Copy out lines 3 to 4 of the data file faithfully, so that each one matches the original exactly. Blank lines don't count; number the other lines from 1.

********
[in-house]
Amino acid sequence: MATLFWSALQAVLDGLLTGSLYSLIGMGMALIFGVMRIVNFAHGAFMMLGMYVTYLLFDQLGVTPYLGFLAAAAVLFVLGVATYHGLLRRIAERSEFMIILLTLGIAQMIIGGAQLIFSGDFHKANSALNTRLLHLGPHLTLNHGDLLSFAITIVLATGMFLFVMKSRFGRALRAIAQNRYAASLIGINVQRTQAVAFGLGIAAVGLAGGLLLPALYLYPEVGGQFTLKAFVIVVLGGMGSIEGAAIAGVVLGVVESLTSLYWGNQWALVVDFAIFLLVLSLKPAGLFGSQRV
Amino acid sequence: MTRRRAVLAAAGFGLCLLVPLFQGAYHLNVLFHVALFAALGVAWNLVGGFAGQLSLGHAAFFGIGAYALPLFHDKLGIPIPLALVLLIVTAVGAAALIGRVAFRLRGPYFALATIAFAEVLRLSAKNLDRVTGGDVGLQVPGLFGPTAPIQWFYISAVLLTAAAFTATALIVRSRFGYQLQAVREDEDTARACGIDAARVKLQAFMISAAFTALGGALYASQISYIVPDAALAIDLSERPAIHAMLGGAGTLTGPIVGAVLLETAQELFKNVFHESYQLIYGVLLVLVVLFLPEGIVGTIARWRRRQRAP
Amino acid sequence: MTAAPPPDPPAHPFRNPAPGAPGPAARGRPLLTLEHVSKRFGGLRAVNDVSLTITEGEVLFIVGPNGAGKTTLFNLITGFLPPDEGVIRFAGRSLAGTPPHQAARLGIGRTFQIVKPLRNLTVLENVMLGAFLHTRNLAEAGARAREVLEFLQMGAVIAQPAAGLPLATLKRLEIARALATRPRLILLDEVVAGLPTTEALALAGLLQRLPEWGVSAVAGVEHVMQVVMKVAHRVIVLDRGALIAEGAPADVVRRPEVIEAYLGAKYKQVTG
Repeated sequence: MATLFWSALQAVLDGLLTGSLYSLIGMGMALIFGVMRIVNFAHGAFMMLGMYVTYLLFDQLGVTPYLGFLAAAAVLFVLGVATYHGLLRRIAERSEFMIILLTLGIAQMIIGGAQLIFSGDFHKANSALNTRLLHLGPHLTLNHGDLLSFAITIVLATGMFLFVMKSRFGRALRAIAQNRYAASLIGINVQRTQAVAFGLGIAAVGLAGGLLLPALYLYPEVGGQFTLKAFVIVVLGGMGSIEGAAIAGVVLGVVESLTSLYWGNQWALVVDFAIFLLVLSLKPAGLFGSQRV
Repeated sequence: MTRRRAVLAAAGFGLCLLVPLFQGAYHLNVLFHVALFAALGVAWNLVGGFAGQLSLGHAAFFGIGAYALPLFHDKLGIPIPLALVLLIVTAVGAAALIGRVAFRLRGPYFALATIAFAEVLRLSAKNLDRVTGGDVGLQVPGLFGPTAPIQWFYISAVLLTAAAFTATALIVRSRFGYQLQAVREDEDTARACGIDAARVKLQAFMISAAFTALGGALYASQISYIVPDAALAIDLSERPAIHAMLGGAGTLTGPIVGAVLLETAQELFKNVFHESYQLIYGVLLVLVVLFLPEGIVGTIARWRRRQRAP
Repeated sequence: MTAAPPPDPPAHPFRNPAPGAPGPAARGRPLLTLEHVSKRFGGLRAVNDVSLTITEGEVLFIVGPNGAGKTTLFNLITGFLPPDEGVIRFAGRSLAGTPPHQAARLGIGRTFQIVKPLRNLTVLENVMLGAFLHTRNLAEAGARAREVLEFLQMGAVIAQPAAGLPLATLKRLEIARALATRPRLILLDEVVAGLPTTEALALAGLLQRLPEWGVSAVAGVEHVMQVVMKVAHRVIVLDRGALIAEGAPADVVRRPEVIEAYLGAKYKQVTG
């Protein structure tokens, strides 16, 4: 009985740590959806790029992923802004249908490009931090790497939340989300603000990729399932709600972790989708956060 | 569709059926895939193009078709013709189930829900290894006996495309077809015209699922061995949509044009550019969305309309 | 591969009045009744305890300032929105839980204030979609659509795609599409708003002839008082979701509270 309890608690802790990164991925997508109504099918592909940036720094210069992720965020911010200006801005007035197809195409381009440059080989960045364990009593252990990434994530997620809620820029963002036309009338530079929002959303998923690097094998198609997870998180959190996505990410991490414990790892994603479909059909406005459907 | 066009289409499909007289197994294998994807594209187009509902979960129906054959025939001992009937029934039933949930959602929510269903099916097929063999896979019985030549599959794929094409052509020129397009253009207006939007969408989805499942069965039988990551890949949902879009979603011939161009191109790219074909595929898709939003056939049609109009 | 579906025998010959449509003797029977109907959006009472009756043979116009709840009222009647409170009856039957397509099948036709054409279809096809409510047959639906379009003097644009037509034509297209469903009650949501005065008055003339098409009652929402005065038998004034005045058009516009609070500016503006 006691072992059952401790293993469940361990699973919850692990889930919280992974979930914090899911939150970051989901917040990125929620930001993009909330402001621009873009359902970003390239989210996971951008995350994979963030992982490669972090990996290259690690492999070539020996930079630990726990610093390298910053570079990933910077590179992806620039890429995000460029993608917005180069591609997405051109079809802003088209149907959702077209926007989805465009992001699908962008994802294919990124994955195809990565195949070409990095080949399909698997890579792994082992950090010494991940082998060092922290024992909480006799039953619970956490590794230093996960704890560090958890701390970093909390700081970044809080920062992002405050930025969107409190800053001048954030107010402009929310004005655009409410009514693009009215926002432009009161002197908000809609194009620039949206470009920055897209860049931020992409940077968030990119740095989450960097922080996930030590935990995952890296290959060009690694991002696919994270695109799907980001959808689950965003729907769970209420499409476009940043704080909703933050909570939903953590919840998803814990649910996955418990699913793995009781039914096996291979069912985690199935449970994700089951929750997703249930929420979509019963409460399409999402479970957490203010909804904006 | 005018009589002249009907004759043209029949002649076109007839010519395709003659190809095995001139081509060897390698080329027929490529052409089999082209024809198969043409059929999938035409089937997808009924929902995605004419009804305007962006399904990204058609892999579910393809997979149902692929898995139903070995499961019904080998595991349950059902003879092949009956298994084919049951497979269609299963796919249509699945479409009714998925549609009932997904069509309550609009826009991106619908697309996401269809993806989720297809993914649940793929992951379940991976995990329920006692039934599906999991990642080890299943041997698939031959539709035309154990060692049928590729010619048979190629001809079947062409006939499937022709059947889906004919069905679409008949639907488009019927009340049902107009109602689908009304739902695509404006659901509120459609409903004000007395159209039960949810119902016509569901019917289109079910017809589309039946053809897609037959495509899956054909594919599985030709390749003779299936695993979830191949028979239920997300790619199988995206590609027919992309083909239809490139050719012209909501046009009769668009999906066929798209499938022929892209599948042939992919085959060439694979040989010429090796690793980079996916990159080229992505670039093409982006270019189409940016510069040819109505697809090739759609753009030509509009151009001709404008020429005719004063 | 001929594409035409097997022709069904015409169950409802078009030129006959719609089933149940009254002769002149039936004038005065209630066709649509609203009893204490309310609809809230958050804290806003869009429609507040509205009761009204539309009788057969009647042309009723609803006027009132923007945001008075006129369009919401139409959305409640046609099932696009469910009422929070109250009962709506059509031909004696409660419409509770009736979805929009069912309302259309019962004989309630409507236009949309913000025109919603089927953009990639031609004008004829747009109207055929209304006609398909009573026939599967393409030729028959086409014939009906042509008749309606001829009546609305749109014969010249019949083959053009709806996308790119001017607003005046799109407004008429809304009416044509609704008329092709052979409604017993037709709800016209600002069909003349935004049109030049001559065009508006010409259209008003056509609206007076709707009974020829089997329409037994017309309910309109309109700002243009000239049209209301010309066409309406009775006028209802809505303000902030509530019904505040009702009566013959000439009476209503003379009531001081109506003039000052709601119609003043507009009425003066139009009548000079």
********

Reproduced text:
Amino acid sequence: MTRRRAVLAAAGFGLCLLVPLFQGAYHLNVLFHVALFAALGVAWNLVGGFAGQLSLGHAAFFGIGAYALPLFHDKLGIPIPLALVLLIVTAVGAAALIGRVAFRLRGPYFALATIAFAEVLRLSAKNLDRVTGGDVGLQVPGLFGPTAPIQWFYISAVLLTAAAFTATALIVRSRFGYQLQAVREDEDTARACGIDAARVKLQAFMISAAFTALGGALYASQISYIVPDAALAIDLSERPAIHAMLGGAGTLTGPIVGAVLLETAQELFKNVFHESYQLIYGVLLVLVVLFLPEGIVGTIARWRRRQRAP
Amino acid sequence: MTAAPPPDPPAHPFRNPAPGAPGPAARGRPLLTLEHVSKRFGGLRAVNDVSLTITEGEVLFIVGPNGAGKTTLFNLITGFLPPDEGVIRFAGRSLAGTPPHQAARLGIGRTFQIVKPLRNLTVLENVMLGAFLHTRNLAEAGARAREVLEFLQMGAVIAQPAAGLPLATLKRLEIARALATRPRLILLDEVVAGLPTTEALALAGLLQRLPEWGVSAVAGVEHVMQVVMKVAHRVIVLDRGALIAEGAPADVVRRPEVIEAYLGAKYKQVTG